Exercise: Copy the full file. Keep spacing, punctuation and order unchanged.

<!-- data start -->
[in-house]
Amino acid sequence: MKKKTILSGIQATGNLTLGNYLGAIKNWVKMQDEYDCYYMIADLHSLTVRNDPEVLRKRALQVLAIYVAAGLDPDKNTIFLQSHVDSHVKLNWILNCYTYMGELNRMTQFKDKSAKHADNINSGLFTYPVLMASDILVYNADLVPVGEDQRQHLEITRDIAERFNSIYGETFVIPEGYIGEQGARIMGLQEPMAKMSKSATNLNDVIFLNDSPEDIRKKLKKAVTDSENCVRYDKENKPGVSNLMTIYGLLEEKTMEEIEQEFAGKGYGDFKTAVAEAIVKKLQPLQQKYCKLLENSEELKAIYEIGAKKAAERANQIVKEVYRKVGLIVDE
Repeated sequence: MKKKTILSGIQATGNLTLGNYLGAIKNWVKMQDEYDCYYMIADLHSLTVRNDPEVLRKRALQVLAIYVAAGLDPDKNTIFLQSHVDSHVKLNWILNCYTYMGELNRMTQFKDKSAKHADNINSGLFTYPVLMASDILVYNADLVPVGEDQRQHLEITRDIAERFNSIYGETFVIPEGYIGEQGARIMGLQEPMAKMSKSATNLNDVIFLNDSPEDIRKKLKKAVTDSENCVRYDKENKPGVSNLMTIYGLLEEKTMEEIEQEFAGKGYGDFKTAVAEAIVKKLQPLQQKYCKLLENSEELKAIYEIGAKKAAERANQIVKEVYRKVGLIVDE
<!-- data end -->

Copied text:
[in-house]
Amino acid sequence: MKKKTILSGIQATGNLTLGNYLGAIKNWVKMQDEYDCYYMIADLHSLTVRNDPEVLRKRALQVLAIYVAAGLDPDKNTIFLQSHVDSHVKLNWILNCYTYMGELNRMTQFKDKSAKHADNINSGLFTYPVLMASDILVYNADLVPVGEDQRQHLEITRDIAERFNSIYGETFVIPEGYIGEQGARIMGLQEPMAKMSKSATNLNDVIFLNDSPEDIRKKLKKAVTDSENCVRYDKENKPGVSNLMTIYGLLEEKTMEEIEQEFAGKGYGDFKTAVAEAIVKKLQPLQQKYCKLLENSEELKAIYEIGAKKAAERANQIVKEVYRKVGLIVDE
Repeated sequence: MKKKTILSGIQATGNLTLGNYLGAIKNWVKMQDEYDCYYMIADLHSLTVRNDPEVLRKRALQVLAIYVAAGLDPDKNTIFLQSHVDSHVKLNWILNCYTYMGELNRMTQFKDKSAKHADNINSGLFTYPVLMASDILVYNADLVPVGEDQRQHLEITRDIAERFNSIYGETFVIPEGYIGEQGARIMGLQEPMAKMSKSATNLNDVIFLNDSPEDIRKKLKKAVTDSENCVRYDKENKPGVSNLMTIYGLLEEKTMEEIEQEFAGKGYGDFKTAVAEAIVKKLQPLQQKYCKLLENSEELKAIYEIGAKKAAERANQIVKEVYRKVGLIVDE